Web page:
In a testimony given to Border Violence Monitoring Network (BVMN,” he said they were told after being put in the river that, “When you get to the other side (of the river) you are free, and you can walk towards the light and find the closest village.”

The treacherous river has seen many refugees and migrants drown trying to cross from Turkey in rickety craft. Under an essentially-suspended 2016 swqp deal with the European Union, Turkey is supposed to contain some 4.4 million people who went there fleeing war, strife and economic hardship in their homelands, primarily Syria and Afghanistan.

Another member of the group, who didn’t want to be named to prevent retaliation against his family in Cuba, said the experience in Greece was “like a nightmare,” and that he left his homeland to find freedom.

“Now, I’m worried about being illegal in a country that I didn’t even choose to go to,” he told Al Jazeera during a Skype interview. “If I leave (Turkey,), which is what they want me to do because I’m not here with (documentation,) I could still be punished for it.”

He said he reported the expulsion to the Cuban Consulate in Turkey but claims he was told “the Greek government don’t deport any Cubans”, adding that Greek officers confiscated his passport and did not return it.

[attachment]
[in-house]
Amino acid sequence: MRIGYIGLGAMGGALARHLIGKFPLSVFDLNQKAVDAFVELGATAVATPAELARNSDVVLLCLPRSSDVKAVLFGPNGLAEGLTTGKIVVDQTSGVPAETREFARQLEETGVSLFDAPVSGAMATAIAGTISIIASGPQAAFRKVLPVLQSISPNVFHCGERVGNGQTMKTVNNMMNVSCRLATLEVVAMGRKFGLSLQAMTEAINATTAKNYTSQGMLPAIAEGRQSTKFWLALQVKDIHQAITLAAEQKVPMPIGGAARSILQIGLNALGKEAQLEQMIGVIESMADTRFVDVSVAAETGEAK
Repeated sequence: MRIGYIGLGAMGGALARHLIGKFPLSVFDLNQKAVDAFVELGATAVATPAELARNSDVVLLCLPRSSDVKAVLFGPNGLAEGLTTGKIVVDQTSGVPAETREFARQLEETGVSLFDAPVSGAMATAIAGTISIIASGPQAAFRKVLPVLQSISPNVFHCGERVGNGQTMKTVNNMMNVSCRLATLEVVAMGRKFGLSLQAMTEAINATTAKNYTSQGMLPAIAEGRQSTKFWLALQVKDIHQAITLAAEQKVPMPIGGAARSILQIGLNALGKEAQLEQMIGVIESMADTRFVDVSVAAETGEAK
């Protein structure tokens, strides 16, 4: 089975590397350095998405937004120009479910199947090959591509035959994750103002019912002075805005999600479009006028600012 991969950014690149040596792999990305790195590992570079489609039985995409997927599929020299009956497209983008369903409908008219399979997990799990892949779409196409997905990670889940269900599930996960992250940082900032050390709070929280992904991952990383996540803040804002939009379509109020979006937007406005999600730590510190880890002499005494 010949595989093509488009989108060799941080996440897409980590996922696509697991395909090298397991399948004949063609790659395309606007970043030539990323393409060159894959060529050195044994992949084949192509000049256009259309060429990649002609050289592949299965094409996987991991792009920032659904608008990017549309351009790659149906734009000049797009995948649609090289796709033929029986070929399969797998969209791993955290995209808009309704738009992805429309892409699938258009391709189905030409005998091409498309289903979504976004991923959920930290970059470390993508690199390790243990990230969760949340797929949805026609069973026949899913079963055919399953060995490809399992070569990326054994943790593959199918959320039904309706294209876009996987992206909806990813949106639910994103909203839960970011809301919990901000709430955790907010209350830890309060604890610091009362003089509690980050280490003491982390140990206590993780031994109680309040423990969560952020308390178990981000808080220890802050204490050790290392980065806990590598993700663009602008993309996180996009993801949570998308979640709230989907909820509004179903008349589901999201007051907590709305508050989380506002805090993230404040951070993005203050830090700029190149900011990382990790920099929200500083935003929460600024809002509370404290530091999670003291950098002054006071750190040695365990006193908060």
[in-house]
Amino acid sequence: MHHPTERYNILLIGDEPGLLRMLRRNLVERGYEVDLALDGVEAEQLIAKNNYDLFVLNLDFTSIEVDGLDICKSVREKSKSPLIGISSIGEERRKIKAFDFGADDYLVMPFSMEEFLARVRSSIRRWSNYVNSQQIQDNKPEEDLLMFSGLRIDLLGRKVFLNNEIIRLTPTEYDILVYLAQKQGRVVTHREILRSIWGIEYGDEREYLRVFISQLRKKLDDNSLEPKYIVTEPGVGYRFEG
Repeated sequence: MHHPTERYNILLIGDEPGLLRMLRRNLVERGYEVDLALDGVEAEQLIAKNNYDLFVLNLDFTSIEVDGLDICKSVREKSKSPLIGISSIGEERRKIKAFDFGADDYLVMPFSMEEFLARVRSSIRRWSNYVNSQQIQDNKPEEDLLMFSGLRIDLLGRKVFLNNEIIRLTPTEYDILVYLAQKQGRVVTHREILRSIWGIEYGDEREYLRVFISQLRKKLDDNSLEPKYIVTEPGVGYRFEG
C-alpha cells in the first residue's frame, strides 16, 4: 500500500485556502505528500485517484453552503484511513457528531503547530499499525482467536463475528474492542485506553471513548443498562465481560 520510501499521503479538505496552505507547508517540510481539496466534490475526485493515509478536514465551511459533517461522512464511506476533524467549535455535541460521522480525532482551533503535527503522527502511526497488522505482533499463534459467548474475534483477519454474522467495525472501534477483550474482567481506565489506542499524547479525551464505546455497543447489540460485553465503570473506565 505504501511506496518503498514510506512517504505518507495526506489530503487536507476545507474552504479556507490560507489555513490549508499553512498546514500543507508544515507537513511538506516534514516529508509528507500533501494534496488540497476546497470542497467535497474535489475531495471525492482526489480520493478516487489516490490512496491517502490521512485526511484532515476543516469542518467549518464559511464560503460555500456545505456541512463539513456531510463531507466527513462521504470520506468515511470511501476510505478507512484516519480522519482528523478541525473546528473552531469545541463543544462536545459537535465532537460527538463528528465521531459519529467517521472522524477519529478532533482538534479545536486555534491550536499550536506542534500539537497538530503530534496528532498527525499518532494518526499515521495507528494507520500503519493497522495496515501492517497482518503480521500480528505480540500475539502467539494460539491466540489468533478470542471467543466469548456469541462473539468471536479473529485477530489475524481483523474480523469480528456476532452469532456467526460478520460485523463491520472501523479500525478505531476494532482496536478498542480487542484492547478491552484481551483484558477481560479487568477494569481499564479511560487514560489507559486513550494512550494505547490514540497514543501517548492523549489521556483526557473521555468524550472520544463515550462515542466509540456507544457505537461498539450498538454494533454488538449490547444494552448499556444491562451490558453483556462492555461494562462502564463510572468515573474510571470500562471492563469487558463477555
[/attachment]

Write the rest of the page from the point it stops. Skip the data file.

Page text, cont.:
In August 2021, Human Rights Watch reported there was “mounting evidence that the Greek government has in recent months secretly expelled thousands of migrants trying to reach its shores”.

HRW said it “reviewed credible footage and interviewed victims and witnesses” describing scenes where authorities forced “people onto small inflatable rescue rafts and sending them back to Turkish waters.”


KARDITSA, Greece - Months after investigations were started into the issuance of false COVID-19 documents, an administrative employee and a nurse at a health center in Greece's northern city of Karditsa were fired, the Health Ministry said.

Top Stories


BOSTON – The Holy Synod of the Patriarchate of Alexandria in its recent meeting dealt with the ecclesiastical coup perpetrated by the Patriarchate of Moscow in its canonical jurisdiction, calling it an “immoral invasion and intrusion.


NEW YORK - Some 21 years after it was destroyed in the September 11, 2001 terrorist attacks in the United States that brought down the Twin Towers in New York City, the new St Nicholas Greek Orthodox Church rising in its place is among the most eagerly awaited architectural openings of 2022.


STATEN ISLAND, NY – For yet another year, the community of Holy Trinity-St Nicholas in Staten Island honored couples celebrating 50+ years of marriage with a modest ceremony held at the church immediately following the Divine Liturgy on January 16.


SNF’s Health Initiative Will Support Child and Adolescent Mental Health

ATHENS - When we think about childhood injuries, we usually think of scratches, a few stitches, maybe even a broken bone.

Enter your email address to subscribe

Provide your email address to subscribe. For e.g. abc@xyz.com

You may unsubscribe at any time using the link in our newsletter.